Affirmative reaction.

Position:LETTERS - Letter to the editor

William M. Chaco, in "Affirmative Inaction" (Winter 2011), quotes Lyndon Johnson: "You do not take a person who, for years, has been hobbled by chains and liberate him, bring him up to the starting line of a race and then say, 'you are free to compete with all the others,' and still justly believe that you have been completely fair." Johnson is speaking not of a group but of a person, who, handicapped by history, culture, or misfortune, cannot be expected to compete at first with others. When affirmative-action proponents specified groups, they assumed that all minorities were disadvantaged and all whites privileged, creating a situation where the children of middle-class and wealthy minorities used the truly disadvantaged to claim an easy pass to admissions. And when affirmative action morphed into quotas, the outcomes were often substituted for opportunity and performance, as institutions were pressured to assure success.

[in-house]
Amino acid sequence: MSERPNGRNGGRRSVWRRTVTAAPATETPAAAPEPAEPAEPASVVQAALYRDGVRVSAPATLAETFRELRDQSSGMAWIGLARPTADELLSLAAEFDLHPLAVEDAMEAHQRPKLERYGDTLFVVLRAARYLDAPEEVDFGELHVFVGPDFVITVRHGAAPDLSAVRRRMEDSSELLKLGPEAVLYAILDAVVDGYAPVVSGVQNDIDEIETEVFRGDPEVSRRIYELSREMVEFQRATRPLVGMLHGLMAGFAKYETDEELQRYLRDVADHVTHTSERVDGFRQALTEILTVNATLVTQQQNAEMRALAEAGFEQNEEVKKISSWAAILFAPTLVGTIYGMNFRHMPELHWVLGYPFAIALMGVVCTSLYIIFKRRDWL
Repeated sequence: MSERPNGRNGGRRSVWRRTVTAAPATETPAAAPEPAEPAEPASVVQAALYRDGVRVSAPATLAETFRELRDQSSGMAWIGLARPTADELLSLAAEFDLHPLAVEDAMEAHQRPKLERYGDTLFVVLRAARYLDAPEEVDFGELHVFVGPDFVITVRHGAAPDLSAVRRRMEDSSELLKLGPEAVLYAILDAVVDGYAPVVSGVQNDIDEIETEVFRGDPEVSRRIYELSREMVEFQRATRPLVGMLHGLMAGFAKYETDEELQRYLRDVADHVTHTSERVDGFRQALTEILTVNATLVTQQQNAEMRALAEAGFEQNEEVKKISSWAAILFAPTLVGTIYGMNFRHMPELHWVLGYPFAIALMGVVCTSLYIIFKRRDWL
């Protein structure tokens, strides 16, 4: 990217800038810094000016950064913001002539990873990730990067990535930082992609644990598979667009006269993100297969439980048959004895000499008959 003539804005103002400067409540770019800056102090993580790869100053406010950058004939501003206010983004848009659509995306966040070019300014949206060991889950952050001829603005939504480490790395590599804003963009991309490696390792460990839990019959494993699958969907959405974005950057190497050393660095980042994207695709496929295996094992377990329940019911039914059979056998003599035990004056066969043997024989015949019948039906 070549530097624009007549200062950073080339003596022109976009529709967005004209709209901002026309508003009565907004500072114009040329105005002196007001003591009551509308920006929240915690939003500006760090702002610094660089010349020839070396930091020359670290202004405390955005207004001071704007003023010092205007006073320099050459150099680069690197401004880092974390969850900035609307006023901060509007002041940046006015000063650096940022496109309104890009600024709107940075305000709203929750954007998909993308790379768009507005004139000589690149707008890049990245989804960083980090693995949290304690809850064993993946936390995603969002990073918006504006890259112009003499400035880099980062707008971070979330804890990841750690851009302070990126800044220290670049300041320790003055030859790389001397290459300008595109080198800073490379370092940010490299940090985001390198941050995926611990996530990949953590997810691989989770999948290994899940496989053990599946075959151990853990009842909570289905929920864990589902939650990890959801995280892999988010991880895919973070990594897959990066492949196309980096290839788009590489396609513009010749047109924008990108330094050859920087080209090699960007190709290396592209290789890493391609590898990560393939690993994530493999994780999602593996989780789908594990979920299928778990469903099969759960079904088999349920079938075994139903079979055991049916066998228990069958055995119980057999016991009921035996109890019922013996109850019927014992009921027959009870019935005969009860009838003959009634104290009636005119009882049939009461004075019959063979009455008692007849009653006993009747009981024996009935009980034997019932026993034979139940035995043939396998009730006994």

Affirmative action, without quotas, is necessary and desirable, but the criteria must be applied equally to individuals, not to groups, and without...

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